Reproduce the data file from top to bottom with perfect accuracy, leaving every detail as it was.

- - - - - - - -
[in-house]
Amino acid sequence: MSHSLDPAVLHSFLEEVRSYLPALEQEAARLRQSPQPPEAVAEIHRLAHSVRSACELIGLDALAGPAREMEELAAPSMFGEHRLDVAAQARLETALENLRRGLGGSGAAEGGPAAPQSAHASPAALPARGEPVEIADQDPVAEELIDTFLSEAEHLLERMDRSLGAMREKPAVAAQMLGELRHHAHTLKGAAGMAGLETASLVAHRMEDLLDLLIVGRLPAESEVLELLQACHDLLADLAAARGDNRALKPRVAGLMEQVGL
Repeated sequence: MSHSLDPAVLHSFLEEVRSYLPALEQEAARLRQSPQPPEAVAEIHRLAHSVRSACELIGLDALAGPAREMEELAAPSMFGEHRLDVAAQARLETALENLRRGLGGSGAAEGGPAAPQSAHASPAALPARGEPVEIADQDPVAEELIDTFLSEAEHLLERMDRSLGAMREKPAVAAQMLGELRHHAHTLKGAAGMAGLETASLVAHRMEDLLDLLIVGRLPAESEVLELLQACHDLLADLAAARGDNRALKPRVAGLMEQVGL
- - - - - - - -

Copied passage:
[in-house]
Amino acid sequence: MSHSLDPAVLHSFLEEVRSYLPALEQEAARLRQSPQPPEAVAEIHRLAHSVRSACELIGLDALAGPAREMEELAAPSMFGEHRLDVAAQARLETALENLRRGLGGSGAAEGGPAAPQSAHASPAALPARGEPVEIADQDPVAEELIDTFLSEAEHLLERMDRSLGAMREKPAVAAQMLGELRHHAHTLKGAAGMAGLETASLVAHRMEDLLDLLIVGRLPAESEVLELLQACHDLLADLAAARGDNRALKPRVAGLMEQVGL
Repeated sequence: MSHSLDPAVLHSFLEEVRSYLPALEQEAARLRQSPQPPEAVAEIHRLAHSVRSACELIGLDALAGPAREMEELAAPSMFGEHRLDVAAQARLETALENLRRGLGGSGAAEGGPAAPQSAHASPAALPARGEPVEIADQDPVAEELIDTFLSEAEHLLERMDRSLGAMREKPAVAAQMLGELRHHAHTLKGAAGMAGLETASLVAHRMEDLLDLLIVGRLPAESEVLELLQACHDLLADLAAARGDNRALKPRVAGLMEQVGL